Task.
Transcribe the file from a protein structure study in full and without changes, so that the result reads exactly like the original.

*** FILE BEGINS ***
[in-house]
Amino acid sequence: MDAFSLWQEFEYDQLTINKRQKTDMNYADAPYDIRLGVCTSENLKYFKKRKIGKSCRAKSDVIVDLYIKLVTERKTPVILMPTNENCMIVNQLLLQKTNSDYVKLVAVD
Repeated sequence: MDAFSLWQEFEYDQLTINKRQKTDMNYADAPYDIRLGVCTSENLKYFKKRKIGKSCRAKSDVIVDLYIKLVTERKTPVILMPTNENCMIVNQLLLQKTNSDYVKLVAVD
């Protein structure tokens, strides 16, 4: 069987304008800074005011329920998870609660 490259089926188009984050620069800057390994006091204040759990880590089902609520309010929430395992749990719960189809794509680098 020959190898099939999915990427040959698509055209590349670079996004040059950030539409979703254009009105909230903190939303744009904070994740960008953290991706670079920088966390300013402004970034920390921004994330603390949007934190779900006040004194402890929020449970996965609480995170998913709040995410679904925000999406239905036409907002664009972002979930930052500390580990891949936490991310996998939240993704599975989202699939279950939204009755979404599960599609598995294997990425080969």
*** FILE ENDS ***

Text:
[in-house]
Amino acid sequence: MDAFSLWQEFEYDQLTINKRQKTDMNYADAPYDIRLGVCTSENLKYFKKRKIGKSCRAKSDVIVDLYIKLVTERKTPVILMPTNENCMIVNQLLLQKTNSDYVKLVAVD
Repeated sequence: MDAFSLWQEFEYDQLTINKRQKTDMNYADAPYDIRLGVCTSENLKYFKKRKIGKSCRAKSDVIVDLYIKLVTERKTPVILMPTNENCMIVNQLLLQKTNSDYVKLVAVD
């Protein structure tokens, strides 16, 4: 069987304008800074005011329920998870609660 490259089926188009984050620069800057390994006091204040759990880590089902609520309010929430395992749990719960189809794509680098 020959190898099939999915990427040959698509055209590349670079996004040059950030539409979703254009009105909230903190939303744009904070994740960008953290991706670079920088966390300013402004970034920390921004994330603390949007934190779900006040004194402890929020449970996965609480995170998913709040995410679904925000999406239905036409907002664009972002979930930052500390580990891949936490991310996998939240993704599975989202699939279950939204009755979404599960599609598995294997990425080969």